In desperation, I’ve taken a coaching course. It’s early days, but I hope I can use this to enable me to help other people to learn from my mistakes. Until then, I would caution anyone with fantasies of walking away from a good income to think carefully about the wisdom of this move. Yes, you want to set up a business, but there are thousands of others out there. – What will differentiate yours? Yes, the hours are long in banking. Yes, the politics can be fierce. But once you walk away, you may never be able to get back in.

Did I make the right decision? No. I absolutely regret it. I have put my family through hell and lost everything I worked for. Do not leave your steady job unless you’re confident you replace a significant chunk of your income with your ‘hobby.’ In my case I couldn’t. And here I am.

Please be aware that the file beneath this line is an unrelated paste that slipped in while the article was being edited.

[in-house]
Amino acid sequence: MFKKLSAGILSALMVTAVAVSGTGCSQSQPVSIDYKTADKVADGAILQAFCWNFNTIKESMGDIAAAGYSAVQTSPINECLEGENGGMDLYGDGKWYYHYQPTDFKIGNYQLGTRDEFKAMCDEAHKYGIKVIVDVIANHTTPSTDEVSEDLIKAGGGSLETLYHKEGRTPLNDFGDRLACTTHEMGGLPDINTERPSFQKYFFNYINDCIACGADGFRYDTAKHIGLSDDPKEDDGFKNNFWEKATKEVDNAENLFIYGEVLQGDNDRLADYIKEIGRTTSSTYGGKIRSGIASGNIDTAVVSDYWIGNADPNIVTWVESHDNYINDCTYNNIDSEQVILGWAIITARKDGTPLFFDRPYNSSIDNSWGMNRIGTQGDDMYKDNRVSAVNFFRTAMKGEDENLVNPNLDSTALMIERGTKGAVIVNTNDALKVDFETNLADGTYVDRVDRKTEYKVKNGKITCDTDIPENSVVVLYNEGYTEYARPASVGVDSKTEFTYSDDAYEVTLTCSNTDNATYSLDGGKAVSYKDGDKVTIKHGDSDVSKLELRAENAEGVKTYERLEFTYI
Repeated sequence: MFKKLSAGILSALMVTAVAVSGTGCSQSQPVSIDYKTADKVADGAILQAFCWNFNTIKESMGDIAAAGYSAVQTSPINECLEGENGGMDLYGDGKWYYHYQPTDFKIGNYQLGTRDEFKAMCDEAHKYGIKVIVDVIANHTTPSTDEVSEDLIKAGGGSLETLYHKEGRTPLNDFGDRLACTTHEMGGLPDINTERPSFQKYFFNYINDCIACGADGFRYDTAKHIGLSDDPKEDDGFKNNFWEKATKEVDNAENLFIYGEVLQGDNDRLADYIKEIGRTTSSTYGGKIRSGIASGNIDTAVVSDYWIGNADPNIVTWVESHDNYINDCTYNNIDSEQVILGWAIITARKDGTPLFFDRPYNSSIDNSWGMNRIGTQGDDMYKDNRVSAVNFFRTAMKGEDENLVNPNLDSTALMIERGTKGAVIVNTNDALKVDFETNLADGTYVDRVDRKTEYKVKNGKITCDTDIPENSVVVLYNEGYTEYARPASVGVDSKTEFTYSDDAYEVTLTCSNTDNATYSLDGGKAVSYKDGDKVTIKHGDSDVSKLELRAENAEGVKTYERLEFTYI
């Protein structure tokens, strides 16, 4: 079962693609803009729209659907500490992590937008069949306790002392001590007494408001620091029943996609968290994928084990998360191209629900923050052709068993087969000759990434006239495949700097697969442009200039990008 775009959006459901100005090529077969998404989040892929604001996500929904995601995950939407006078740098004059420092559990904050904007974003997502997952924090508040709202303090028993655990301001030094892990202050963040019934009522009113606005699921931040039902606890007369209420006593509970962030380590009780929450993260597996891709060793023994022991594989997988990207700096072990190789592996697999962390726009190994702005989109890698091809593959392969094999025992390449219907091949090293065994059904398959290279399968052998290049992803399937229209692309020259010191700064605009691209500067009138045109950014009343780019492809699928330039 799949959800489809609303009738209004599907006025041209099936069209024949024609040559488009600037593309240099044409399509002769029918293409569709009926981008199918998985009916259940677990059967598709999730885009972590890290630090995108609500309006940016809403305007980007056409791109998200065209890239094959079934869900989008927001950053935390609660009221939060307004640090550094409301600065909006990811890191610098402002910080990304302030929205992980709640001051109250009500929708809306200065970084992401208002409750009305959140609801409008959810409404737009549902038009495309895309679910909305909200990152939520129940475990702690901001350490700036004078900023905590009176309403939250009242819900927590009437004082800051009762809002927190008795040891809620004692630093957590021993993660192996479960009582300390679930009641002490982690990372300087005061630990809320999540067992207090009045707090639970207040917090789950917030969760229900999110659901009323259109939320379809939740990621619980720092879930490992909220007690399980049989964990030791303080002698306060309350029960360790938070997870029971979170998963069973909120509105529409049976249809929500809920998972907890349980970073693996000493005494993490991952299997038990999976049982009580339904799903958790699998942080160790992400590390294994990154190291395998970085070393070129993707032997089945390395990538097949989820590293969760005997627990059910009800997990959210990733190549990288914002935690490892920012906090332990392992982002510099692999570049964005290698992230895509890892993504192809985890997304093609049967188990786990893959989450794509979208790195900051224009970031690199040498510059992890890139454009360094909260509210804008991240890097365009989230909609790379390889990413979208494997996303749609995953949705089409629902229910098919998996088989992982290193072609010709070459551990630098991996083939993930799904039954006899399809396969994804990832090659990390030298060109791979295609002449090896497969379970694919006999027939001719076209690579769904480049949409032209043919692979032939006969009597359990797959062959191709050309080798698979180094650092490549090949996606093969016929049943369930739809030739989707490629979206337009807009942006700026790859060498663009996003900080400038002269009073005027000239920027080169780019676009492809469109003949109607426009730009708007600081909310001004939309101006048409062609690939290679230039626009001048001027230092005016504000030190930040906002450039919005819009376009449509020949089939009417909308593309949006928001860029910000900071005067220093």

Vennie Adams is the pseudonym of a former operations professional in London.

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Photo by Oliver Cole on Unsplash

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AUTHORVennie Adams Insider Comment
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  • Ke
    Kent Brook
    30 December 2019

    To go out on your own is tough, like very tough, in fact super tough. You need to be able to do whatever it takes NO MATTER WHAT. So if you have to live on the streets for a few years, then that is what you have to do. Budget on five years with no income. It tests your character and certainly not something I would have done if I had kids to support. That's being plain irresponsible. So going out on your own is a matter of timing in the end (and your attitude), you normally only see people successfully doing it in their early twenties (no kids yet) or late forties, fifties and sixties, when their business knowledge and contacts can cover them through those tough initial years and the kids are basically independent.